Chemical Safety and Regulation: Chemical regulation is a very effective way to reduce the use of harmful chemicals and related negative health effects. Controlling chemicals must take place both in the early stages and at every stage of the life cycle of chemicals before and after entering the market. Effective tools to increase chemical safety already exist!
Public Procurement: Public procurement is a strategic tool for achieving key policy objectives. Can we harness its enormous purchasing power more effectively in the future, also in order to tackle chemical pollution? Future-oriented policies prove that we can promote sustainable practices and reduce people’s exposure to hazardous chemicals.
Policy recommendations: In the last part of this report, you can find seven key policy recommendations that policy makers and key stakeholders can use to advance the protection of children and unborn from the harm caused by hazardous chemicals. We encourage all readers – let’s implement them and step up action!
What an exciting event we held on 6th July: The World Future Council is truly proud about the Future Policy Award Ceremony 2021, at which our “Oscar for best policies” distinguished five truly exemplary policies protecting people and the environment from hazardous chemicals!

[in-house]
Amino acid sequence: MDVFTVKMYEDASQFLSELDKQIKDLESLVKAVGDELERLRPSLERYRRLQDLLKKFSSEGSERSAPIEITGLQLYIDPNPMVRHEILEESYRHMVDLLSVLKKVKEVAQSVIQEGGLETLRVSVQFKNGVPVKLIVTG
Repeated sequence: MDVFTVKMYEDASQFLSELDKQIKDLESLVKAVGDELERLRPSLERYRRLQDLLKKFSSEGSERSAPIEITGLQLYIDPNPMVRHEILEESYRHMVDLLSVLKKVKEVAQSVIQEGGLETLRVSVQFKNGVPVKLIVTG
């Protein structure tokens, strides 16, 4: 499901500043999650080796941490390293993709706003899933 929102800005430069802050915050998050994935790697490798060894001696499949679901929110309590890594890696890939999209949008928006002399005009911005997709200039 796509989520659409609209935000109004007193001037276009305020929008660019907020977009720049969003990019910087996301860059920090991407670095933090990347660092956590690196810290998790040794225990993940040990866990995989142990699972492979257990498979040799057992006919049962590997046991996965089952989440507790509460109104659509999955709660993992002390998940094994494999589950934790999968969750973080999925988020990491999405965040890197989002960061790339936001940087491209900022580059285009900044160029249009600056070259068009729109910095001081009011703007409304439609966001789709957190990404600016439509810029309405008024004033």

Among the winners were policies from Colombia, Kyrgyzstan, the Philippines, Sri Lanka, and Sweden that effectively minimise the adverse effects of exposure to chemicals on human health and the environment. Two Gold winners and three Special Awards winners were selected from 55 nominated policies from 36 countries.
Unlike the previous years, the winning policies of the Future Policy Award 2021 were celebrated with a virtual ceremony, held in Hamburg, Germany, on July 6, 2021, and had over a thousand viewers, including the awardees from across the globe. Moderated by Jennifer Sarah Boone, the event was opened by Alexandra Wandel, the Executive Director of World Future Council, who provided insights about the Future Policy Award (3:40) and with speeches by Prof. Dr Dirk Messner, President of the German Environment Agency (UBA), and Sheila Aggarwal-Khan, Director of the Economy Division of the UN Environment Programme (UNEP). (7:00) “Chemicals and chemical waste are a big topic, and we cannot treat them as a side aspect if we want to achieve the Sustainable Development Goals. We need to have more political attention for the topic of chemicals and chemical waste; the Future Policy Award makes an exciting contribution to generating this kind of attention,” said Prof. Dr Messner, President of the German Environment Agency (UBA).
The presentations of the awardees were opened with a beautiful song, “We are one,” from MaximNoise and Nicole Milik, who are both passionate musicians and support the good cause of the 2021 Future Policy Award (13:00).
Special Award for Colombia, the Philippines, and Sri Lanka